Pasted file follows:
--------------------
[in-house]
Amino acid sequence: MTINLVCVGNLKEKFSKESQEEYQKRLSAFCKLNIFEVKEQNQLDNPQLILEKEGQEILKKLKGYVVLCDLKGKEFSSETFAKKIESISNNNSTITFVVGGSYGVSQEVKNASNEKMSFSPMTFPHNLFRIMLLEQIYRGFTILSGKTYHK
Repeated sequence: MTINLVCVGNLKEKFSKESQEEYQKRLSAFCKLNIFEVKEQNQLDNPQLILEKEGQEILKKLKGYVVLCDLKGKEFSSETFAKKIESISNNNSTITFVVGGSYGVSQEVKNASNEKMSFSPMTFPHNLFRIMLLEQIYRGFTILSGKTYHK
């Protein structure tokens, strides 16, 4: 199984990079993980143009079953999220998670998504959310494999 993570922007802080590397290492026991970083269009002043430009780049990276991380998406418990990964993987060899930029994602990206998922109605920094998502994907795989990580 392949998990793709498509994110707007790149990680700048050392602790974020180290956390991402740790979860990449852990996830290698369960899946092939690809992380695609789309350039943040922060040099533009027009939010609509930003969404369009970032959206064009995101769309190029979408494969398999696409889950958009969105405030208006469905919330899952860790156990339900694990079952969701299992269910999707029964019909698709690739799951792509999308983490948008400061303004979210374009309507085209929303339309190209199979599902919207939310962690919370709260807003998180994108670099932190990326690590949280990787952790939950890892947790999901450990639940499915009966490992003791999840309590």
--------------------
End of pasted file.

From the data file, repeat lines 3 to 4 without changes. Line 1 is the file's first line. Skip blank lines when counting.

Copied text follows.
Repeated sequence: MTINLVCVGNLKEKFSKESQEEYQKRLSAFCKLNIFEVKEQNQLDNPQLILEKEGQEILKKLKGYVVLCDLKGKEFSSETFAKKIESISNNNSTITFVVGGSYGVSQEVKNASNEKMSFSPMTFPHNLFRIMLLEQIYRGFTILSGKTYHK
């Protein structure tokens, strides 16, 4: 199984990079993980143009079953999220998670998504959310494999 993570922007802080590397290492026991970083269009002043430009780049990276991380998406418990990964993987060899930029994602990206998922109605920094998502994907795989990580 392949998990793709498509994110707007790149990680700048050392602790974020180290956390991402740790979860990449852990996830290698369960899946092939690809992380695609789309350039943040922060040099533009027009939010609509930003969404369009970032959206064009995101769309190029979408494969398999696409889950958009969105405030208006469905919330899952860790156990339900694990079952969701299992269910999707029964019909698709690739799951792509999308983490948008400061303004979210374009309507085209929303339309190209199979599902919207939310962690919370709260807003998180994108670099932190990326690590949280990787952790939950890892947790999901450990639940499915009966490992003791999840309590």